Founding Biologist at UC San Diego Dies at 89
- Kim McDonald
- Kim McDonald
Stanley Mills in 1972
Stanley Eli Mills, a professor of biology at UC San Diego and one of its founding faculty members, died Friday, November 25 following a Thanksgiving evening automobile accident in San Diego. He was 89.
A scientific colleague of David Bonner, who established the biology department at UC San Diego, Mills came to UCSD’s Revelle College at Bonner’s request in 1960.
“That department was first located at Scripps Institution of Oceanography and Stanley couldn’t believe the good fortune of ending up in the place he considered one of the most beautiful on Earth,” said his former spouse Carol Hopkins.
A native of New York City, Mills received his bachelor's degree from City College of New York. He served in World War II as a Japanese interpreter in the Philippines. As a young soldier he spent a year in Yale University’s intensive language program and, after the war, returned to Yale for postgraduate study. In 1956, he received his doctorate from Yale in microbiology working in Bonner’s laboratory. Mills did his postdoctoral research at Brandeis University and, after three years, joined the UCSD faculty.
“Stanley was both a passionate student and educator,” said Hopkins. “That passion for learning lasted a lifetime. He learned new languages, took up the piano at 50, and then began to study the effect of nutrition on health and aging.”
Stuart Brody, an emeritus professor of biology at UCSD, said Mills was particularly passionate about providing educational opportunities for disadvantaged students in the San Diego community. Long before the university had a formal program to prepare underrepresented students for college, Mills formed a group of UCSD faculty who volunteered to do that and could often be found tutoring school kids on the campus in the evenings after his classes ended. “He had a big heart,” said Brody.
In 1970, Dr. Mills received one of the prestigious Danforth’s Foundation’s E. Harris Harbison Awards for Gifted Teaching. The award honors teacher-scholars who “excel in the art of teaching, in the significance of their scholarly contributions, and in their concern for students as individuals.” By the time he received this award, his Introduction to Biology class had become so popular that it required the largest lecture hall in the new Muir campus. “Half Danny Kaye, half mad, wonderful scientist,” is how one student from that era describes him. For many years he taught the popular UC San Diego Extension class “Stopping the Aging Process.”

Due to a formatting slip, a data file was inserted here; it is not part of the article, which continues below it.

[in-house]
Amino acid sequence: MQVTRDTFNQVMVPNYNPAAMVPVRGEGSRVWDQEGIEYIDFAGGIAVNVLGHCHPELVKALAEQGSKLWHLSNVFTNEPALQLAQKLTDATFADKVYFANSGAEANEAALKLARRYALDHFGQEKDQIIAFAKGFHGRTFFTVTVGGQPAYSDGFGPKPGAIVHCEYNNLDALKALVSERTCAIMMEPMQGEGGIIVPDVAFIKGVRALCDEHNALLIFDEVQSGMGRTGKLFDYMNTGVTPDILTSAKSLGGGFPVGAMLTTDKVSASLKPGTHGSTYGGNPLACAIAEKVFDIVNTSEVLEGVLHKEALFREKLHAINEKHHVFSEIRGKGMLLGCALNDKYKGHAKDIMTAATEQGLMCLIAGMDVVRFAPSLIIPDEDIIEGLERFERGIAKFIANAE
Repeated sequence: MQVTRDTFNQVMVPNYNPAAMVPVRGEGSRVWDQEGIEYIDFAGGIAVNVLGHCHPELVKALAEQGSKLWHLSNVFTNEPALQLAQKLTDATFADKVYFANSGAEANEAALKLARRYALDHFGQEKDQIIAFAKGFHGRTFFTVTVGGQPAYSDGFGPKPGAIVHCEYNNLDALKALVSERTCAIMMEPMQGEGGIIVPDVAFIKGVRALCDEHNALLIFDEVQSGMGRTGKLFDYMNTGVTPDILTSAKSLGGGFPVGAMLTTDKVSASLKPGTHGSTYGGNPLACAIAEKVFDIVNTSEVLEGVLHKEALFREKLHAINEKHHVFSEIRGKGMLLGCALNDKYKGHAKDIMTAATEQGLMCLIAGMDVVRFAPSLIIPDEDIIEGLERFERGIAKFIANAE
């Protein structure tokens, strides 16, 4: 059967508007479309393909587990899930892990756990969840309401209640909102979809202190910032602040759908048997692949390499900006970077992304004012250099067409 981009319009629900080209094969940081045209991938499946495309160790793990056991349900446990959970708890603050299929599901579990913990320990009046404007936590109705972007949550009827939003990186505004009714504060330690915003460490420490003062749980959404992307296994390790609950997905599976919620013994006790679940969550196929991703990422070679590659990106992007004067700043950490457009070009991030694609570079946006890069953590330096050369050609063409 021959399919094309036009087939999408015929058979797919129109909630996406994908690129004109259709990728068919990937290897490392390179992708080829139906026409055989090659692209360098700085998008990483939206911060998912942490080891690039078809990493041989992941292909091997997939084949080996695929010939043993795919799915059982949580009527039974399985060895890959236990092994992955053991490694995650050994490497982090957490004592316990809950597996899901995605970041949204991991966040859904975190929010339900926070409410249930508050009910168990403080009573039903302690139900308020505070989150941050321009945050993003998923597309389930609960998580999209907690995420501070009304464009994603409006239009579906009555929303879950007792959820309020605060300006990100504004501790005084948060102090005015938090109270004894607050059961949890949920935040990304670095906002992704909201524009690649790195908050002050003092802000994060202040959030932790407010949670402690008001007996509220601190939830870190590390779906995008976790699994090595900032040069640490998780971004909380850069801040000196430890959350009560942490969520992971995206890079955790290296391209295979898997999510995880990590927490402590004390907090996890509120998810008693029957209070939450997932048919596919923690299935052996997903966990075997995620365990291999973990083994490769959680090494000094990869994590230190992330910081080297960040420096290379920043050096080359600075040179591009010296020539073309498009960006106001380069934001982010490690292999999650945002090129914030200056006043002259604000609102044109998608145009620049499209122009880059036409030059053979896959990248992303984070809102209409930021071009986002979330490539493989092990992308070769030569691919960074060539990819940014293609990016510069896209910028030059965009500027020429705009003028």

“Stanley’s vitality was his own best advertisement for a curriculum that included the basis for a lifelong regimen of proper food, the right vitamins and minerals, exercise and weight control,” said Hopkins.
With his younger sister Barbara Green Kay, Mills collaborated in his last years of life to form a foundation in Israel, the P & S Philanthropic Foundation, to serve at risk students. Based on his research, he developed a nutrition and exercise program that has served 100,000 children and is now providing pre-natal nutrition for expectant mothers. “Stanley believed in making the world a better place and spent his life doing just that,” said Kay.
Mills was also a major supporter of the Division of Biological Sciences and UC San Diego, providing monetary gifts to support research in biological and health sciences, such as the new UCSD Center for Chronobiology, and the UCSD Libraries.
He is survived by his sister Barbara Green Kay of West Palm Beach, Florida, nieces Susan Shulman of West Palm Beach, Florida and Nina Saslove of Aspen, Colorado, and nephew David Shulman of Greenwich, Connecticut. Family and friends who wish to make donation to help establish the Stanley E. Mills Memorial Research Scholarship at UCSD should contact Michael Horvat in the Division of Biological Sciences at (858) 822-5738 or email@example.com
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